A great deal of the material in the #WeNeedDiverseBooks hashtag consists of linking to other sites, books, and so on. Fortunately, my extensive involvement in YA literature communities gave me some familiarity with these websites before the project began; I’ve been following We Need Diverse Books’ website on my Tumblr page since December, and followed Disability in Kidlit’s Tumblr page for several months before that for specific diversity-related reasons.
While working on this blog post, I decided to look around at some of the other sites that I knew less about. This took me to the website Gay YA, which is dedicated to the discussion of YA literature involving LGBTQIA+ characters.
Gay YA’s site contains book reviews, posts about LGBTQIA+ related issues in literature, and guest blog posts from writers. The majority of books reviewed have gay and lesbian content at the center (which can mainly be attributed to there not being much YA literature about the other letters). They’ve been running since 2011, but went on hiatus in 2012 and only began updating frequently last year. While I was browsing, I noticed they had a review of a book I picked up at the library earlier in the day, and I was delighted to see that they fully recommended it.
Another site I didn’t know much about before was Tu Books. Tu Books is an imprint of Lee and Low books that focus specifically on publishing books for young readers that are diverse in every sense of the word. (Their official Twitter account began following me at the start of my hashtag study.) I decided to take a screenshot of their page, which contains a mission statement that really brings home the importance of the #WeNeedDiverseBooks movement.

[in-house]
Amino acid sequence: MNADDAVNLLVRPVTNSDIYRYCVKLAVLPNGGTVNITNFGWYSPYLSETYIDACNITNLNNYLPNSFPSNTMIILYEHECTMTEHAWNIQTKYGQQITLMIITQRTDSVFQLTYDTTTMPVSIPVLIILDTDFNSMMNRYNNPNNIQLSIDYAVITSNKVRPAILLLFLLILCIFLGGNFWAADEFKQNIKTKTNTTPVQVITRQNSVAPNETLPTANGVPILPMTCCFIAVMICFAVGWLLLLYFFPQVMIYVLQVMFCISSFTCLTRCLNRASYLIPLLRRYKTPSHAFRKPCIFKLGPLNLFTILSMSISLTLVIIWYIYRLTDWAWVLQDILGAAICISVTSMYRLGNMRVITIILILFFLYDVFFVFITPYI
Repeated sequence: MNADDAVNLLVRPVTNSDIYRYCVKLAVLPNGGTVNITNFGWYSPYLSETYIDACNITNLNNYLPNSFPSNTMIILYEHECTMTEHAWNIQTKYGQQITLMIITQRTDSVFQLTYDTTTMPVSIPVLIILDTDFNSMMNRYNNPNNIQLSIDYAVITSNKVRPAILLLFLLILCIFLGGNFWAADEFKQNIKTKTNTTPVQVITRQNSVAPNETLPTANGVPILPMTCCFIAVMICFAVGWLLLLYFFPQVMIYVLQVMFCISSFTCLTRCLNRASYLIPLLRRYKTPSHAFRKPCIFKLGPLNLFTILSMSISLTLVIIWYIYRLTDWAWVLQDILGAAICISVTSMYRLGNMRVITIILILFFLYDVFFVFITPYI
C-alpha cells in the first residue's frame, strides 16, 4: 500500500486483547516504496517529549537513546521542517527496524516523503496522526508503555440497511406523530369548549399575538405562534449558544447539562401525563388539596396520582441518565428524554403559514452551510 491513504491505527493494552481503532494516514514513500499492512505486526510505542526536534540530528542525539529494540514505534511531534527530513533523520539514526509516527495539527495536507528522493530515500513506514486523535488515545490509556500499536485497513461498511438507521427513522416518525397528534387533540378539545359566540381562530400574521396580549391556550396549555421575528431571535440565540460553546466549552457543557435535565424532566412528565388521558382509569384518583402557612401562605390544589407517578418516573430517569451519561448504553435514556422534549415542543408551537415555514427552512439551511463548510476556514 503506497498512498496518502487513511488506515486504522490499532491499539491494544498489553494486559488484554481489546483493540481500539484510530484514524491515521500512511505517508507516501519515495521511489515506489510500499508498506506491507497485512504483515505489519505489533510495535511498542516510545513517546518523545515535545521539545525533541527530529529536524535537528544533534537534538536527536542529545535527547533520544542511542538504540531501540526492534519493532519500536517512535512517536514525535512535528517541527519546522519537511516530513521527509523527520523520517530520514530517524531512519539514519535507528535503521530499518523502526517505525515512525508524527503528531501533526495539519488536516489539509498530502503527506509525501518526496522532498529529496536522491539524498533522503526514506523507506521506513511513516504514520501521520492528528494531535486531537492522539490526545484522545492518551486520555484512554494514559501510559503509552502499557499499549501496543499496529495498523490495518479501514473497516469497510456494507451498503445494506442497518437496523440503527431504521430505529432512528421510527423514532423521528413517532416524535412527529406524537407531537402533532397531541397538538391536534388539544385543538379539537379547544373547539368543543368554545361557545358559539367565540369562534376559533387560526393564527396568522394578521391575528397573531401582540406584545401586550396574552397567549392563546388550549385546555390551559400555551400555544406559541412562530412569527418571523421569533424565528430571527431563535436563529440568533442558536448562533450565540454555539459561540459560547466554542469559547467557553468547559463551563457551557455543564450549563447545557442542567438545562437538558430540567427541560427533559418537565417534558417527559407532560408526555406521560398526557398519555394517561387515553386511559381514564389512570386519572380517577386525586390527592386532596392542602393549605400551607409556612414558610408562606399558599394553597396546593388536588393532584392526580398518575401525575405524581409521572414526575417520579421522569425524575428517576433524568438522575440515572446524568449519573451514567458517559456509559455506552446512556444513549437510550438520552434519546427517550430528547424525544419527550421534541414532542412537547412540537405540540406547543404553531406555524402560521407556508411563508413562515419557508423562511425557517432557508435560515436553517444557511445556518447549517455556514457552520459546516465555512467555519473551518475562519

How cool is that? (I may or may not have pre-ordered some of their titles after reading that…)
After looking at some of these sites, I learned a few things. Primarily, I learned that the #WeNeedDiverseBooks community is, indeed, very diverse. Its members are of all different races, sexualities, disabilities, and more. However, one thing I noticed is that though they all want diverse books, there’s still not much discussion of intersectional diversity.
Since I’ve used this term often, let me explain: A book dealing with intersectional diversity would involve a character who is a member of two or more groups who would be considered “diverse.” (A book with a character who is black and dealing with depression would be intersectionally diverse.) Each site seems to be discussing books about one specific kind of diversity, and they don’t often interact with one another.
There’s probably a good reason for this. This post by Malinda Lo illustrates the problems some reviewers have with books that are diverse. In the third section of the post, she describes the problems that books containing intersectional diversity face in the hands of reviewers. Since they’re more likely to be reviewed in a lukewarm manner, publishers tend to shy away from books with more than one sort of “difference” involved… so there’s not as much to talk about.
I’m a little disappointed by this. There’s so much conversation that could be happening! I guess it’s time for the industry to change…